There was nothing wrong with the cougar in the cage. In fact, everything was right, very right. He was a large mature tomcat and he was beyond angry. But who wouldn’t be? He thought he’d found a free dead deer for dinner, when “SLAM” the door had shut leaving him infuriated. Thinking he could figure a way out, he’d spent some time fighting with the cage and getting more and more provoked as the minutes went by. Being in the woods for as long as he had, he was no stranger to hardships and the battle scars of missing fur showed near his nose and his mouth. He was a beautiful creature, 162 pounds of fierce mountain lion, with paws the size of human hands and a long graceful tail for balance. He was also an old boy giving away his age not only by the cataract on his left eye, but by the feral fire deep within drawn from years of adversity from turbulent conflicts of seasonal weather, battling for food and territorial disputes with other males.
I was lucky enough to have been invited to this event. I’d met Dr. Brian Kertson when I was putting together public education programming while working for REI. He came to speak on several occasions about cougars, their behavior and how it’s possible to live and play outdoors among these greats beasts. I admired his work in the field and longed to know more about his subjects of study, the most feared cats in the forest. Dr. Kertson’s job was one of envy up with a twist of danger and passion. As a wildlife biologist he was tasked by the Washington Department of Fish and Wildlife to humanely trap cougars, take their measurements and record their health, provide them with a radio collar, then see to their release. The purpose of this data was to help wildlife officials understand cougar populations for purposes of forestation permits, human encroachment and hunting regulation. Why anyone would want to kill one of these majestic creatures was unimaginable, but I knew it happened and to all things, there was a balance.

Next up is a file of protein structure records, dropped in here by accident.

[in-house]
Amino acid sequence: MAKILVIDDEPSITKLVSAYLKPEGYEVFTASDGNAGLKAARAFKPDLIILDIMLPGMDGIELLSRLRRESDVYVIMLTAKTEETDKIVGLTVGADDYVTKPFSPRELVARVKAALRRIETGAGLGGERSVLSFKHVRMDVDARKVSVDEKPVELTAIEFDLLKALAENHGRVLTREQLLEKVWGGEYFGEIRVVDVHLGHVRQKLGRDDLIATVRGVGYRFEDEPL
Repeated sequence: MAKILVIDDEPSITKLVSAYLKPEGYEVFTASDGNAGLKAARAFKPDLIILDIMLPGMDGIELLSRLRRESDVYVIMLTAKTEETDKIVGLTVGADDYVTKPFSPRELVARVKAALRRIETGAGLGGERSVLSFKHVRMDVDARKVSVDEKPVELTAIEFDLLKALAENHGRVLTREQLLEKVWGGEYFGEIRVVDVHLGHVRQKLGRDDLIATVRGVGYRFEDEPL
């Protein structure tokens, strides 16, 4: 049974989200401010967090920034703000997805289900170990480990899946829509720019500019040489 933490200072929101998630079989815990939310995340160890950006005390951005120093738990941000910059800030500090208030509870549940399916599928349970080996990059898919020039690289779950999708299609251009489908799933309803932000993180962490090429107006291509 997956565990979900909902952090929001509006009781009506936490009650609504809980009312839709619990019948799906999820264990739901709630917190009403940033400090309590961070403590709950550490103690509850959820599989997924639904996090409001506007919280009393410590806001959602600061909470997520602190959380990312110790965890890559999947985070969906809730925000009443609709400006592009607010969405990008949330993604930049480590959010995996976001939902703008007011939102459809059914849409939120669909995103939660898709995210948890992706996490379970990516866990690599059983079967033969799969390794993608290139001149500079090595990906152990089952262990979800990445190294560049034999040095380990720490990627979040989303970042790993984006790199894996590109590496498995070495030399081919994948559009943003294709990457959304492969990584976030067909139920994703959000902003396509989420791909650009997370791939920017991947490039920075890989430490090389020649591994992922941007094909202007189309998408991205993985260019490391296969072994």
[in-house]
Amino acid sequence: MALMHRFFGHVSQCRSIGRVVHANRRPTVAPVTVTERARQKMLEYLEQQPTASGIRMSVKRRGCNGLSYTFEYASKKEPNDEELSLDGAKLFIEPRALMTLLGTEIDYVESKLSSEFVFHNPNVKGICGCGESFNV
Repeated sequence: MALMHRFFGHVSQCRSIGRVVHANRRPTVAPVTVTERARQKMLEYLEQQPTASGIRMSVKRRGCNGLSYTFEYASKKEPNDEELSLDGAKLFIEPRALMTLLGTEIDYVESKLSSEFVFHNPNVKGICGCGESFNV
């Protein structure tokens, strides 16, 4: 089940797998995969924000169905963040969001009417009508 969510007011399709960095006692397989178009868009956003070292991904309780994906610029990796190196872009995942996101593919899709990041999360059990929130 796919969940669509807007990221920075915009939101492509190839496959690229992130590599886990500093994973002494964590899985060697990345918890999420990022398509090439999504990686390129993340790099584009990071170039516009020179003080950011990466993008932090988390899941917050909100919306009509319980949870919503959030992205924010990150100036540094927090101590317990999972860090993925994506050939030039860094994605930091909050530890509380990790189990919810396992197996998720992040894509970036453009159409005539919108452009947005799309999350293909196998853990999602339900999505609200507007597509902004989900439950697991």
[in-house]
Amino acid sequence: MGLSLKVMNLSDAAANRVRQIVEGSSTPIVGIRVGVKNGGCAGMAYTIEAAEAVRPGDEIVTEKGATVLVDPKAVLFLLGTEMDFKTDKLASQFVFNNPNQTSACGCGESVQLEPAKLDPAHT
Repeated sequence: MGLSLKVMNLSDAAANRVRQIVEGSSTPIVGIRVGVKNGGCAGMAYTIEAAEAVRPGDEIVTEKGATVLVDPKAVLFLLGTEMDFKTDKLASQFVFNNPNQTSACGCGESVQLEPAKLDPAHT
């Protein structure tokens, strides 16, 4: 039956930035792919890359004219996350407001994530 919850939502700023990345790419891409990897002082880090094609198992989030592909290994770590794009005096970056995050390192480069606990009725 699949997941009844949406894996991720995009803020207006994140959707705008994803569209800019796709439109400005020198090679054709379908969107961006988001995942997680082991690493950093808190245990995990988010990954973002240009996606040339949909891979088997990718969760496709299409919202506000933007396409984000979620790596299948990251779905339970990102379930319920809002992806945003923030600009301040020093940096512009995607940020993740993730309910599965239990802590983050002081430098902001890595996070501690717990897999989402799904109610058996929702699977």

The big, old cat was covered in mud. The rain had caused a mud bog of epic proportions within the cage and everything, down to his rounded ears was a mess. I stood and watched as Dr. Kertson quietly walked towards the cage, the cat growling, hissing and slamming the steel sides. Before long, the tranquilizer had the situation quiet and calm. Gently, Dr. Kertson removed the sleeping cat from the cage and brought it to a shady spot to get his data. Drops were put into the cat’s eyes to prevent them from getting too dry during the exam. A black hood was placed over the cat’s head to keep him calm, should he start to slowly rouse. Kertson went about his work, admiring and measuring the carnivore while keeping a sharp eye out for respiratory health during the anesthesia period. As soon as it had begun, it was over and a medication was given to help the cat recover.
I stood back and watched the sleeping lion regain awareness. Despite being groggy and dizzy, he was full of punch, his good eye attempting to track the humans nearby keeping close visual contact while coming into consciousness. Knowing that the big cat wasn’t capable of full blows, was reassuring, but for safety, we stood back and observed. Before long, the cat melded back into the forest and was gone.
There is nothing wrong with the big mountain lion that walks in the forest today. Sure, he’s elderly, scruffy and wears a tan collar, but he is magnificent, savage and wild. For the next several years, Dr. Kertson will know the whereabouts of this lion and will be able to find out important data, which may, even help lengthen the lion’s life. To all wildlife officials, like Dr. Kertson out there, that do this very difficult dangerous job because they care, thank you. You do your job with professionalism, passion and concern for the creatures that roam this great earth.